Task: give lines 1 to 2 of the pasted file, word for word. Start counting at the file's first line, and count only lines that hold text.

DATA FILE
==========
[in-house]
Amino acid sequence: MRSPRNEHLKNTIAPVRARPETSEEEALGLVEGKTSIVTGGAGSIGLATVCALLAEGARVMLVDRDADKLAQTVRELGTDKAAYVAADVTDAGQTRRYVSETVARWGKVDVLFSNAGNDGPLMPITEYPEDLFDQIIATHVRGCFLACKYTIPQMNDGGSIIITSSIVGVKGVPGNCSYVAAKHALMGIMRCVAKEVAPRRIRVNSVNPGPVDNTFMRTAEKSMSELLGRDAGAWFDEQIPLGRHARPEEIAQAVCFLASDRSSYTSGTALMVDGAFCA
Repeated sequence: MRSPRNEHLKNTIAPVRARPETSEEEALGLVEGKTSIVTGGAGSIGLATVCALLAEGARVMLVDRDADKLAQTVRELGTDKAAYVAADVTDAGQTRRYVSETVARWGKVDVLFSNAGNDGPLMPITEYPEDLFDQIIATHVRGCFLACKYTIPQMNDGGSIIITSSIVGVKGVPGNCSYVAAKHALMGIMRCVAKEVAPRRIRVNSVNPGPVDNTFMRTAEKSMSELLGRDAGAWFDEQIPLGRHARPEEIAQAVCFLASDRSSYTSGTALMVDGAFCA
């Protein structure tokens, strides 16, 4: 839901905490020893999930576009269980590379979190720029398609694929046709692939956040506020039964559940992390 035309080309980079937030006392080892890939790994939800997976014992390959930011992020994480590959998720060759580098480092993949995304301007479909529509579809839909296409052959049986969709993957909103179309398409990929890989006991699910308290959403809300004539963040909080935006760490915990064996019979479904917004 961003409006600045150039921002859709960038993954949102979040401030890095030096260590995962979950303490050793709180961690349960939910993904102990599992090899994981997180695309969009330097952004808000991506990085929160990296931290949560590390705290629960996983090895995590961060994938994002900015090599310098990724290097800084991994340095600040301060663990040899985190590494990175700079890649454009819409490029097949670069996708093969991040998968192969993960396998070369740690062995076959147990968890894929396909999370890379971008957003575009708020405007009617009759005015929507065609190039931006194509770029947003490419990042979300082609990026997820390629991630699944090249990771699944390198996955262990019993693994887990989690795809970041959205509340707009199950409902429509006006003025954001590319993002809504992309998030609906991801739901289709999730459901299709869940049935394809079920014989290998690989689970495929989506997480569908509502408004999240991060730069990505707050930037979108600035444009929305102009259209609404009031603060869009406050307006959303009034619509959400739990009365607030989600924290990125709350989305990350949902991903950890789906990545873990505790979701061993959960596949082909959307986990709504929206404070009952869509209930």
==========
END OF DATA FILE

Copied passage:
[in-house]
Amino acid sequence: MRSPRNEHLKNTIAPVRARPETSEEEALGLVEGKTSIVTGGAGSIGLATVCALLAEGARVMLVDRDADKLAQTVRELGTDKAAYVAADVTDAGQTRRYVSETVARWGKVDVLFSNAGNDGPLMPITEYPEDLFDQIIATHVRGCFLACKYTIPQMNDGGSIIITSSIVGVKGVPGNCSYVAAKHALMGIMRCVAKEVAPRRIRVNSVNPGPVDNTFMRTAEKSMSELLGRDAGAWFDEQIPLGRHARPEEIAQAVCFLASDRSSYTSGTALMVDGAFCA